New Year’s Eve: Out with the Control

On New Year’s Eve I decided I would brew a batch of beer. In honor of the long Christian brewing tradition, I decided to make a Trappist-style ale, and that the few hours during the process would be times of silence, prayer, and reflection for me.

80576597_10102572868737268_7938102407806844928_oGreat plan, right? Yeah, that’s not exactly how it went.

Let me preface this story by talking about a few changes we made when we moved into our house in Louisville from our old home in Nashville.

First, our Nashville home was in a development that was less than twenty years old. The trees weren’t very big, and I could rake the leaves once a year and be fine. In Louisville, we live in a much older neighborhood with very tall trees that shed leaves constantly through the fall and winter. I can spend hours blowing and raking every weekend and still not keep up. My retired neighbors who have no kids at home are able to keep up (God Bless ‘em), but the rest of just us do our best.

Second, our cat, Charlotte, is now an outside cat. Right around the time our second daughter was born, Charlotte decided to forget her house training, and we were constantly cleaning the carpets as best we could. Now the lives in the garage and still poops in my kids’ loft hideout.

So on New Year’s Eve I’m in the garage, have all my equipment and ingredients ready to go, and looking forward to a few hours of silence and prayer with no distractions.

I use a propane burner to heat up water for the various stages of the brewing process, and I can’t keep the garage door closed when it’s on without getting carbon monoxide poisoning. I had swept out all the leaves that had blown in the garage, hoping the wind would cooperate.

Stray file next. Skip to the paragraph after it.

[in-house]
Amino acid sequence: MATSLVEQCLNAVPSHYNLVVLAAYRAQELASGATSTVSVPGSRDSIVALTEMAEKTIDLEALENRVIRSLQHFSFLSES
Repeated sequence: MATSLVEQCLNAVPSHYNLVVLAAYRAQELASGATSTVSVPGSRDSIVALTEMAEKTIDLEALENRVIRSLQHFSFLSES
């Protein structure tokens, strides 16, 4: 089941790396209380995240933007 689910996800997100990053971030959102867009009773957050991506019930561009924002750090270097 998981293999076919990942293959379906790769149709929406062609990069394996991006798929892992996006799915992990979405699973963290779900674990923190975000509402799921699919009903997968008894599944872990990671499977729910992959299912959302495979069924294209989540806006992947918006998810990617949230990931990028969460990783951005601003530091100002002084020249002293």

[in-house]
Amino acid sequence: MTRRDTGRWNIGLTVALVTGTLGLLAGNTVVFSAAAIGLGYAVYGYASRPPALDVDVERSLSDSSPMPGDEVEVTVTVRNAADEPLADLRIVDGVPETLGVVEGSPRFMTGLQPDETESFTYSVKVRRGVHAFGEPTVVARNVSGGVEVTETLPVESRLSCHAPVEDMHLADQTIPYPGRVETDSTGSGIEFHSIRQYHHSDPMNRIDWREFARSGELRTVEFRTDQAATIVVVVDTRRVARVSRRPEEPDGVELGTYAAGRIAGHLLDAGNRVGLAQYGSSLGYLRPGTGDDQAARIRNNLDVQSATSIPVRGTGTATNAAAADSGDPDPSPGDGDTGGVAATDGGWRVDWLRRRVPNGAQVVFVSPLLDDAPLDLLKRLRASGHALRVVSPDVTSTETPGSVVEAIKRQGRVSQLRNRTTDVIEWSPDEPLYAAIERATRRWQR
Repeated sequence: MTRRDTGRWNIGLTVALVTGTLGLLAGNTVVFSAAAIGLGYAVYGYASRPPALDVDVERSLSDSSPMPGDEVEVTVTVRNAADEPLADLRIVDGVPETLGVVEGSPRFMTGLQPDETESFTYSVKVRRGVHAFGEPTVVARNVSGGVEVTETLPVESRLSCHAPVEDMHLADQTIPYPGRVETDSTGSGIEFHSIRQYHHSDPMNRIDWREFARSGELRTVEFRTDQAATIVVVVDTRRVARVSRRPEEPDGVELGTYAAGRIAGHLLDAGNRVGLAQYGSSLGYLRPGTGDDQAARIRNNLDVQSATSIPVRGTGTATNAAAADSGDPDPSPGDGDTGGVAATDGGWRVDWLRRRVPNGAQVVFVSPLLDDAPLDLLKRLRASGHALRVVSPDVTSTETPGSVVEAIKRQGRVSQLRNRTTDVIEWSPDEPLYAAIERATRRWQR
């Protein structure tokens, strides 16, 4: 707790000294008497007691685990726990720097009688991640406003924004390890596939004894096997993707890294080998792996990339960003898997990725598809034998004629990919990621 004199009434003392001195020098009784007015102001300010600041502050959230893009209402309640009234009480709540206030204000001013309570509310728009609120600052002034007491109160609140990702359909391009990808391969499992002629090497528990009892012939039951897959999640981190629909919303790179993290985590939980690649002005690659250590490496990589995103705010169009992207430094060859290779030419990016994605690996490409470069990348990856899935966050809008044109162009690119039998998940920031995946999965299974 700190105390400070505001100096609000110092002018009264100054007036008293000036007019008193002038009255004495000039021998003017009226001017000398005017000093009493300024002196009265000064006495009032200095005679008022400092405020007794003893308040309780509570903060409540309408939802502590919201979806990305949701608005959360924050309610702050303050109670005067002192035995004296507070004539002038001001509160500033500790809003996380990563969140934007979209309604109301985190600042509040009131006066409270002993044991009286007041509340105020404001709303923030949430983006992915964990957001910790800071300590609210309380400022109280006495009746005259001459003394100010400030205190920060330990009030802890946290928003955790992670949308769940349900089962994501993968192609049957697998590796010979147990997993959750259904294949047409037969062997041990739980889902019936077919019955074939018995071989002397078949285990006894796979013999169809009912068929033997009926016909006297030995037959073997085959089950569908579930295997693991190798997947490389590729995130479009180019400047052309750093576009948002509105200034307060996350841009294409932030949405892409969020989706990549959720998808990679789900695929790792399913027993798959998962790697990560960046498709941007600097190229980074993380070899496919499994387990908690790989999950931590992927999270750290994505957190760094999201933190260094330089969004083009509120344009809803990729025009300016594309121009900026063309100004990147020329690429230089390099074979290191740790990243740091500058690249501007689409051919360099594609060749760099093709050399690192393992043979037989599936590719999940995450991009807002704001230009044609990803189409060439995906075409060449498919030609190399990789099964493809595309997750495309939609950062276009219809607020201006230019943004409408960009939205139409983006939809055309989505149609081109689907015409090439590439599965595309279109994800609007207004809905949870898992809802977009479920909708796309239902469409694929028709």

It didn’t. It kept swirling around, in and out of the garage, sometimes blowing leaves in, sometimes taking them back out. This made it very hard to concentrate.

Charlotte, now that she is an outside cat, often feels forgotten. Since I was sitting there quite still the garage, she jumped up into my lap and started purring loudly. I tried to push it out of my mind and focus, but that same wind would blow little bits of cat dander up in my nose and make me sneeze.

Between the wind, the leaves, the cat, and an ingredient snafu that caused me to make an emergency run to the store, I got really upset. I had these great plans for a few hours of silence and prayer. How was I supposed to encounter God with all these distractions?

I realized that my very presumption of what encountering God would look like was the problem. I figured I could control all the variables, just as I try to do when I’m brewing, to get the desired outcome. It was as if God was saying to me, “you can no more control how you encounter me than you can control the wind or where your cat pees.” Perhaps that was a more profound lesson than whatever abstract theological point I might have otherwise pondered if I continued to think I could control the circumstances.

As a old year passes and a new one begins, I pray I can remember how little I actually control in my day to day life, and that God can work in spite of, and even through, all the things that interrupt the schedule.


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